December 21, 2007 11:40 am at 11:40 am |
  12. wallette,san f,ca

    We're moving into a very new world, one in which countries from Brazil to South Africa to India and China are getting richer, stronger and prouder. For America to thrive, we will have to develop a much deeper, richer, more intuitive understanding of them and their peoples. There are many ways to attain this, but certainly being able to feel it in your bones is one powerful way. Trust me on this. As a Ph.D. in international relations, I know what I'm talking about.America needs someone who can resonate with other people right now. Obama has a universal upbringing...

    December 21, 2007 11:42 am at 11:42 am |
  13. kerry,newton,iowa

    In my opinion, Edwards and Obama are almost running the same campaign except Obama rightly believes that bringing antagonists together to achieve change is better than trying to bludgeon them into acquiessence. Joe Biden is too valuable in the Senate and his experience and leadership there are irreplacable imo.

    I hope you can see the energy and momemtum creating a wonderful synergy around Obama which has the capability of not only transfroming the White House but likely Congress as well. Personally I think the Democratic leadership should be shunned for lack of success and newer leaders chosen to replace the old guard. Once Obama, if he does, secures the nomination, going after the Democrats in Congress will be next on the agenda. We cannot stand the kind of feckless leadership we've seen this year, and if the "O-mentum" does bring a tsunami of change, what better time to clean house and start fresh than in 2009!

    December 21, 2007 11:44 am at 11:44 am |
  14. Ben ,nyc,ny

    The latest spin from the Clinton campaign is truly shocking to me. The whole line about there not being any "surprises" with her. That she is tested. I can't think of anything further from the truth. I live in NYC, and we all know that Bill hasn't suddenly turned into a saint in the last 8 years. We all know that on any day some new rumor (or truth!) could surface about him. I think what I dread most about the prospect of another Clinton Presidency, beyond that it will do nothing to heal the rift in this country between red and blue, is that we'll have to relive their familial psychodrama. For me personally, none of that really matters, but we lived through this before with the media and the republicans. As a democrat, I honestly can't believe we want to go through it again.

    December 21, 2007 11:47 am at 11:47 am |
  15. Dave, Evergreen CO

    Look at these two headlines from the CNN ticker posted the same day and try to tell me there isn’t a pro-Clinton bias at CNN:

    Obama hits Clinton on electability

    Clinton warns voters not to go light on foreign policy experience

    December 21, 2007 11:49 am at 11:49 am |
  16. Lynn, Reno, NV

    The USA Today/Gallup poll shows Obama and Clinton both at 32 percent. The week old CNN poll seems a bit out of whack or something. I know that this argument of Clintons that she is the most electable is wrong-headed. So many Democrats even dislike her, especially because of her dirty politics in this campaign, that they might not even vote for her. I'm getting there, as well, if she were the nominee. I would hope for a 3rd party candidate that I could look at realistically. She just says things like Bush, and hopes that by repeating them it sticks, but she has never convinced me that she could change people's minds about her. A "Likability Tour" doesn't help. When you have to have one of those at this late in the game, you know you are in trouble. It seems so phony.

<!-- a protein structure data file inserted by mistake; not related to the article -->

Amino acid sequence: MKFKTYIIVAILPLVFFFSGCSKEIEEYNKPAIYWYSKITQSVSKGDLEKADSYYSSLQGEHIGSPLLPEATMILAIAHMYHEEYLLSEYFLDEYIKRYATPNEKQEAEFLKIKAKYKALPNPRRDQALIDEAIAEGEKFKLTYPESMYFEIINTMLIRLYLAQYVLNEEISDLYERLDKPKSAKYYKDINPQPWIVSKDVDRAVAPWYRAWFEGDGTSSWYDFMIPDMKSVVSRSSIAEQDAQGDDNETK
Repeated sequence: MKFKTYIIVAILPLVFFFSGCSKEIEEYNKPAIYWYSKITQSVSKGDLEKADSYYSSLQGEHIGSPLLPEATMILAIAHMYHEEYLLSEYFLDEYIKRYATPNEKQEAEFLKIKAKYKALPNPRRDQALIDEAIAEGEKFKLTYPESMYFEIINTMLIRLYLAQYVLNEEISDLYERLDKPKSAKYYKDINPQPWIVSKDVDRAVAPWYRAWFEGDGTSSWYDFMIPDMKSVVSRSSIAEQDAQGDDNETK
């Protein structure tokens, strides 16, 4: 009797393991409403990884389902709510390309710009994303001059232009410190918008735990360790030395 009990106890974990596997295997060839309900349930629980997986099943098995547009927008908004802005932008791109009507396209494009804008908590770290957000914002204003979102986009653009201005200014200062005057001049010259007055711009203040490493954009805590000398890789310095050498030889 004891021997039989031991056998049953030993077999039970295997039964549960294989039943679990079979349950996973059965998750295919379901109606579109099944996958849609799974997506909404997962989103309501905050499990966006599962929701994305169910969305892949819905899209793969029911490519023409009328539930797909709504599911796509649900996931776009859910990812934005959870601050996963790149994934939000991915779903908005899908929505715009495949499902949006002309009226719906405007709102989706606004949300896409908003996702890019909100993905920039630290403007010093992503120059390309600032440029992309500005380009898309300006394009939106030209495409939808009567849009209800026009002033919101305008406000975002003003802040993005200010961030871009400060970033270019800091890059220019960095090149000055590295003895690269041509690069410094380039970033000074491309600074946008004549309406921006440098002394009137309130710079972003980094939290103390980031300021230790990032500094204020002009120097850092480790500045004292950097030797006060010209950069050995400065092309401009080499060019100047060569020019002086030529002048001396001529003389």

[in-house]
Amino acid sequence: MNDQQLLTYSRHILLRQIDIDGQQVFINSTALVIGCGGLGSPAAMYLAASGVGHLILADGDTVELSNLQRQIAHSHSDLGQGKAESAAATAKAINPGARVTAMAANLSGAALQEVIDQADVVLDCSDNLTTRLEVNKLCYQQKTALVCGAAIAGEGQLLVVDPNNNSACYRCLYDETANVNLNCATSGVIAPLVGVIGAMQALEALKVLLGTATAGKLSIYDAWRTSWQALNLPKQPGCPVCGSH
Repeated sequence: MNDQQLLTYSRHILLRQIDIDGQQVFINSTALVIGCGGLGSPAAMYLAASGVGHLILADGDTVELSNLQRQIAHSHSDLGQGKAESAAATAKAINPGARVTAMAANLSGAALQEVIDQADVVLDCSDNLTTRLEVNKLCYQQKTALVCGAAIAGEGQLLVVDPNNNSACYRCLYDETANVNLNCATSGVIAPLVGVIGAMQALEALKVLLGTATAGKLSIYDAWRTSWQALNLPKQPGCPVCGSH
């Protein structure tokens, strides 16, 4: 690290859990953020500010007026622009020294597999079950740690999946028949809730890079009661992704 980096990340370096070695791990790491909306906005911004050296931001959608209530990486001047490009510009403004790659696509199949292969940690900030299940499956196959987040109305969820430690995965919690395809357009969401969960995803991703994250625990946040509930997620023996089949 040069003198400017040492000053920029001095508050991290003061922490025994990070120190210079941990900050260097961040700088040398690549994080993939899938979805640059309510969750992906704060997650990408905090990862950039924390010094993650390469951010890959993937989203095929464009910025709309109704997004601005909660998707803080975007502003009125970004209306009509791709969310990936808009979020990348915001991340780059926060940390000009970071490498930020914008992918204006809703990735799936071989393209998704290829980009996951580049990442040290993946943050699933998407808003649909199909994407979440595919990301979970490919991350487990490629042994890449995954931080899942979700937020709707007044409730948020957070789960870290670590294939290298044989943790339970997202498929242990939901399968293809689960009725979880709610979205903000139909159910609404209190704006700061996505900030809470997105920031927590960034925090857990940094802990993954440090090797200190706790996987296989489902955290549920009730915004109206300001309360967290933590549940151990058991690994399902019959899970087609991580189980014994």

December 21, 2007 11:49 am at 11:49 am |
  17. bianca,boston,ma

    No one is saying that Barack is the Second Coming, its just that no politician in our lifetime has energized and inspired people to CARE about making our government work the way it was invented to oh so long ago. He isn't perfect, nor should anyone expect him to be, but he's shown that his judgments far superior to those currently in charge as well as those supposedly keeping an eye on those in charge.

    December 21, 2007 11:50 am at 11:50 am |
  18. charles,s.c

    One of the main reasons why Obama prosperity continues to grow is that the truly sentient Americans are demanding that adults take control of our government instead of kleptocrats who undermine all that America has stood for. There aren't many times when Americans come together and coalesce around a movement and an ideal. We need to embrace the opportunity and run with it as far as we can. Who knows, it may be the last time in our lifetimes that the chance comes, and don't we owe it to our children to show them that hope is a far more powerful force of change than fear? Obama is my choice....

    December 21, 2007 11:52 am at 11:52 am |
  19. Robb, New York

    " Barack Obama took direct aim Thursday night at Hillary Clinton’s claim that she is the most electable Democrat in the presidential field, telling a New Hampshire crowd that the argument that “is being pushed, by the way, by a candidate who starts off with a 47 percent disapproval ratings.”